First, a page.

Pledges to continue pushing for multi-year strategy that cities, states and businesses need to be competitive and grow our economy
Sep 10 2014
WASHINGTON – Today, Sen. Tom Carper (D-Del.), chairman of the Senate Environment and Public Works Subcommittee on Transportation and Infrastructure, participated in a discussion on freight transportation hosted by Third Way, an organization focused on a pragmatic and principled approach to creating public policy, that included representatives from CVS/Caremark, the National Association of Manufacturers, the U.S. Department of Transportation and General Electric.
A copy of Sen. Carper's remarks, as prepared for delivery, follows:
“I’d like to thank Third Way for organizing this important discussion today as we continue to push for passing and funding a long-term transportation bill.
“While Members of Congress tend to focus on projects in their state or district, transportation investments are really all about boosting America’s global economic competitiveness and improving the quality of life for Americans.
“Transportation projects are about reducing commute times, increasing exports and reducing the cost of imports, and making the private sector more efficient.
“We tend to talk about the direct jobs created by transportation investments, which are important. But the true benefit lies in the impact a world class transportation system has on our nation.
“This includes the improvements to quality of life in cities, towns, and rural areas: less congestion, faster commutes, and better access to the things that are important in a community. And it includes lower costs for businesses that rely on efficient and reliable transportation to get their raw materials and get their goods to market at home and abroad.
“MAP-21 took many steps to reform our transportation programs and refocus them on these national goals. Earlier this year, the Environment and Public Works Committee, where I have the privilege of chairing the Subcommittee on Transportation and Infrastructure, unanimously passed a bipartisan reauthorization of MAP-21. Our legislation builds on the foundation of MAP-21 to continue making improvements that will best support our nation’s social and economic success and well-being.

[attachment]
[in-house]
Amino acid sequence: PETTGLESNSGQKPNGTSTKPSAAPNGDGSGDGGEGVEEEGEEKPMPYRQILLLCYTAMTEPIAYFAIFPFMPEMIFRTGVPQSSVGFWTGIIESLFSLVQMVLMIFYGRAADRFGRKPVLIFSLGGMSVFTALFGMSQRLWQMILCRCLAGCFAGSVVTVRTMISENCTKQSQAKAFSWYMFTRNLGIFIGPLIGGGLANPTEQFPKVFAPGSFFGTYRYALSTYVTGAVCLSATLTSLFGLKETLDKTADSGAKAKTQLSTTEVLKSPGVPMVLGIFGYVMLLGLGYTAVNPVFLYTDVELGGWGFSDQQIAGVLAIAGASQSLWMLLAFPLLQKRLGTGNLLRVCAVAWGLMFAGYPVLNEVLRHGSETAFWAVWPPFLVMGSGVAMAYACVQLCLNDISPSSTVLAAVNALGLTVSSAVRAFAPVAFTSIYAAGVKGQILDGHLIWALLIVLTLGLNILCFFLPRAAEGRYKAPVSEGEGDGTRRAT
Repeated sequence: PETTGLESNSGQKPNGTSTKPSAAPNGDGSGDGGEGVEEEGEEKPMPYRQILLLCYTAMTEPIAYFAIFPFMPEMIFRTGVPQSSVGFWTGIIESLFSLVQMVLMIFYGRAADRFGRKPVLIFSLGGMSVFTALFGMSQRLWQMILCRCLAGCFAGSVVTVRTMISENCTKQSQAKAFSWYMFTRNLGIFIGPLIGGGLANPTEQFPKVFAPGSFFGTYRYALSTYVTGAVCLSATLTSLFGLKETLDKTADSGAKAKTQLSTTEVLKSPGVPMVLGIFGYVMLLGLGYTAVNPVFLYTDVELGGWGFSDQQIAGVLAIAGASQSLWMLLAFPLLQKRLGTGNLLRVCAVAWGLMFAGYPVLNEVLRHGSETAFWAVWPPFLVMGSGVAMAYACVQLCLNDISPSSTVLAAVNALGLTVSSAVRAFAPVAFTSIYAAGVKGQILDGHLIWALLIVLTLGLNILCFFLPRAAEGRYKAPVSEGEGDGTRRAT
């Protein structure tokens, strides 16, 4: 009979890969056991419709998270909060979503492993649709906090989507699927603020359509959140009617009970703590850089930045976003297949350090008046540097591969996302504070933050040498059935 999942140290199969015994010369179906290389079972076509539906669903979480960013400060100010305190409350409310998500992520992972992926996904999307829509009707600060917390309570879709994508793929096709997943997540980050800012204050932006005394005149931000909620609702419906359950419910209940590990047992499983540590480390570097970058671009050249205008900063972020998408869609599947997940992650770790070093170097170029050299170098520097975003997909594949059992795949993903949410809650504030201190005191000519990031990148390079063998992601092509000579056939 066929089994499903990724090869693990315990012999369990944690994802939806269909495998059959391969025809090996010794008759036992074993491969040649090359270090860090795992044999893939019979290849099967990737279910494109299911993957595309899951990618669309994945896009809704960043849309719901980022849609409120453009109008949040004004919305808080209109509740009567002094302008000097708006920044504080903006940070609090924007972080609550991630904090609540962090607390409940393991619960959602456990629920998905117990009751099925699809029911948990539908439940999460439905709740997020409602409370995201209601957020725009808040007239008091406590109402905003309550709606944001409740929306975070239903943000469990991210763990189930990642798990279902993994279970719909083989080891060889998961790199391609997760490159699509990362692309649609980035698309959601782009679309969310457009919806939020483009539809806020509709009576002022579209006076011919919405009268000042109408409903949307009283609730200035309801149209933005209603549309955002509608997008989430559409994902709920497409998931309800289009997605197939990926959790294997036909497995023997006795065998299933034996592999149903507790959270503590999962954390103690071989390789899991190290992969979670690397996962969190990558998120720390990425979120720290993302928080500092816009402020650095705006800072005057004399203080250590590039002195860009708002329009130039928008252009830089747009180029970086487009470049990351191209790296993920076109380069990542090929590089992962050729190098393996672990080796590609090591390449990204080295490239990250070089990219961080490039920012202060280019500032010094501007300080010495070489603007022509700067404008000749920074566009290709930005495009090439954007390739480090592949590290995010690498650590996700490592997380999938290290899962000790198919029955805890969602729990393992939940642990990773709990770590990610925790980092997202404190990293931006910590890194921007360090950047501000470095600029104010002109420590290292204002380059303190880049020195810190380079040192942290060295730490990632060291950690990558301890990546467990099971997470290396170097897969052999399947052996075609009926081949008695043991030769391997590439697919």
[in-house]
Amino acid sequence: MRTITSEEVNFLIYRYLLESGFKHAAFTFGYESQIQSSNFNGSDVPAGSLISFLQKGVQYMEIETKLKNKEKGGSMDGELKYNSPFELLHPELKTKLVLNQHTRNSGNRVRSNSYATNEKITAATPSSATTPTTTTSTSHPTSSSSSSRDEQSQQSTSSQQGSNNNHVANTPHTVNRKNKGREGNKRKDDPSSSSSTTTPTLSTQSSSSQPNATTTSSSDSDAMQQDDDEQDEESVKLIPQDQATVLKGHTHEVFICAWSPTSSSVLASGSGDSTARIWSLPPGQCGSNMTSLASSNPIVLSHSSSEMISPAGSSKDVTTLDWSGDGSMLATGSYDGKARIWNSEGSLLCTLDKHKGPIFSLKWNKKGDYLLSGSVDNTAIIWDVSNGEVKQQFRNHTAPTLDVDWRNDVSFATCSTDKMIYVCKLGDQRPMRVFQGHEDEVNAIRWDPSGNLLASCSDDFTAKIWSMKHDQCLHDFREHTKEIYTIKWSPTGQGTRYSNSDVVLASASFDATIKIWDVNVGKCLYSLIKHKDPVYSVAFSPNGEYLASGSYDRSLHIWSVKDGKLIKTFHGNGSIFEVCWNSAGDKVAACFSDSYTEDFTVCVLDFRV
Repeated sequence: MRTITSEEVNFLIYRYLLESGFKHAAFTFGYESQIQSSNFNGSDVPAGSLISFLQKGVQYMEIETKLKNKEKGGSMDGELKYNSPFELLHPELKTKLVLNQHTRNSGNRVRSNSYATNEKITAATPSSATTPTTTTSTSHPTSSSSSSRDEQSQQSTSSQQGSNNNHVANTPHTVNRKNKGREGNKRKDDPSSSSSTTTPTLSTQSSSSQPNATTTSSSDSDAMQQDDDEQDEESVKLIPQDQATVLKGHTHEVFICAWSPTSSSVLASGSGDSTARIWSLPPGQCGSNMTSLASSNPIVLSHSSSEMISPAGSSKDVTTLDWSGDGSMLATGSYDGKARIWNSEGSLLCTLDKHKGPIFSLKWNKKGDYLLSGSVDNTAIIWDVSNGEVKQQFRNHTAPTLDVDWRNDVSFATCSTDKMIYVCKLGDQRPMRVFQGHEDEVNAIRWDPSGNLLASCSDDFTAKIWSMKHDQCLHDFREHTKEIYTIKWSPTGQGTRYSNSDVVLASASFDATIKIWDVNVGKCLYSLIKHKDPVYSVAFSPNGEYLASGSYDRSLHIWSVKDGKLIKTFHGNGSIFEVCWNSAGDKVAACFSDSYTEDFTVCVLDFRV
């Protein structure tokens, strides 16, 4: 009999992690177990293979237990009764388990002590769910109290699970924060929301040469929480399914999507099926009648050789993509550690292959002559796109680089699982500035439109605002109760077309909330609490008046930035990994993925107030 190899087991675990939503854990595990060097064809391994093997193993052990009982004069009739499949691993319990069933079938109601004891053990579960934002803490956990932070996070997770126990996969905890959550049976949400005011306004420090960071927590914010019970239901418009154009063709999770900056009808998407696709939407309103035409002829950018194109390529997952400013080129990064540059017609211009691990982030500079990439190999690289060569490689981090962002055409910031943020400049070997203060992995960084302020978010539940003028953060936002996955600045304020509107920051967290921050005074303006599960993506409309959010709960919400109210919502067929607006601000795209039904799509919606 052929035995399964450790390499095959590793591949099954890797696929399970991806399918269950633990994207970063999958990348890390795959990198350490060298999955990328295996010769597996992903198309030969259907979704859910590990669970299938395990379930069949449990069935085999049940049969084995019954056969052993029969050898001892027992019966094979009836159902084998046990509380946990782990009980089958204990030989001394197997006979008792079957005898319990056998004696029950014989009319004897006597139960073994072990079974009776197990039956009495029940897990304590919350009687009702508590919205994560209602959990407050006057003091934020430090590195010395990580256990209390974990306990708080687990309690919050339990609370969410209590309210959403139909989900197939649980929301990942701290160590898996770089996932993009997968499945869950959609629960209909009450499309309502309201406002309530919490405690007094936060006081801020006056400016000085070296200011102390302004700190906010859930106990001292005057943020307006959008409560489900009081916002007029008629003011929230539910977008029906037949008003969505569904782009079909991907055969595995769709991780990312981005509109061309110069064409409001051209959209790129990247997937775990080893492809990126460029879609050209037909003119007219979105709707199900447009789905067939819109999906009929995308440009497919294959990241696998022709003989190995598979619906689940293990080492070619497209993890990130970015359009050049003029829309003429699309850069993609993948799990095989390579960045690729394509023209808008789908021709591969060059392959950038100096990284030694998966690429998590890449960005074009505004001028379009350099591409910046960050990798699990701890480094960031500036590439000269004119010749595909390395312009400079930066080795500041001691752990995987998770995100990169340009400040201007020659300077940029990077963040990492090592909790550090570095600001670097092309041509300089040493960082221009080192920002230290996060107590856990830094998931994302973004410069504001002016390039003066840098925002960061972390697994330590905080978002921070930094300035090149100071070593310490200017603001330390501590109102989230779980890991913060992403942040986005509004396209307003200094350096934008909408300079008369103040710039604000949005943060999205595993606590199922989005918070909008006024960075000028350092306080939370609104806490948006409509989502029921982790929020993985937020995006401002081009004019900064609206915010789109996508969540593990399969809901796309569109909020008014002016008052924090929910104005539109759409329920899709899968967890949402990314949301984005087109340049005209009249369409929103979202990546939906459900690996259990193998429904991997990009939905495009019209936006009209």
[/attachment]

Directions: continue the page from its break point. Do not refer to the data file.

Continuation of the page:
“In particular, our proposal creates a new, fully-funded freight program and a new grant program for some of the nation’s biggest and most important projects. Because efficient goods movement is critical to economic growth.
“Our global economic competitors are allocating huge amounts of money in infrastructure development. Meanwhile, here at home, throughout our transportation network there are bottlenecks that slow down goods movement, driving up costs and reducing reliability. Congestion increases costs on businesses and undermines productivity.
“Freight can often take longer to get through metropolitan regions than on long-haul freight corridors. For example, Freight takes 48 hours to get to Chicago from Los Angeles – and another 30 hours just to cross the Chicago metropolitan region.
“That’s why I worked to include a new formula-funded freight program to help target investments toward projects that can best help improve the efficiency and reliability of freight. As you know, freight often requires different types of project investments than passenger travel – a program focused on freight can help to focus on these investments.
So projects will be selected with input from both shippers and freight carriers, based on which projects will provide the best return on investment.
“This new program includes $2 billion in new funding when fully-implemented. We also allocated $400 million in new funding to the Projects of National or Regional Significance program to offer grants for mega-projects that often have a hard time fitting into the existing formula programs. Making these investments will create jobs at home, boost economic productivity, and increase global competitiveness.
“However, none of these benefits will be realized unless we get serious about passing a fully-funded multi-year transportation bill in this Congress. We haven’t had a long-term transportation plan since 2009, when SAFETEA-LU expired. Instead we’ve been forcing states and cities to lurch from extension to extension 12 times over the last five years.
“This has undermined long-term thinking and capital planning, and is increasing undermining our ability to invest in transformative infrastructure projects as a nation. In the meantime, our global economic competitors are gaining an advantage that is leaving U.S. firms at a disadvantage. This is not how a world-leading nation invests in infrastructure.
“We know what the solutions are to fix the Highway Trust Fund. We just need to get serious about showing some leadership and passing a multi-year funding package this year. And we need your help to do it.
“I am looking forward to the discussion today, and to the work that lies ahead to ensure that we are fulfilling our responsibility to invest in America’s infrastructure.”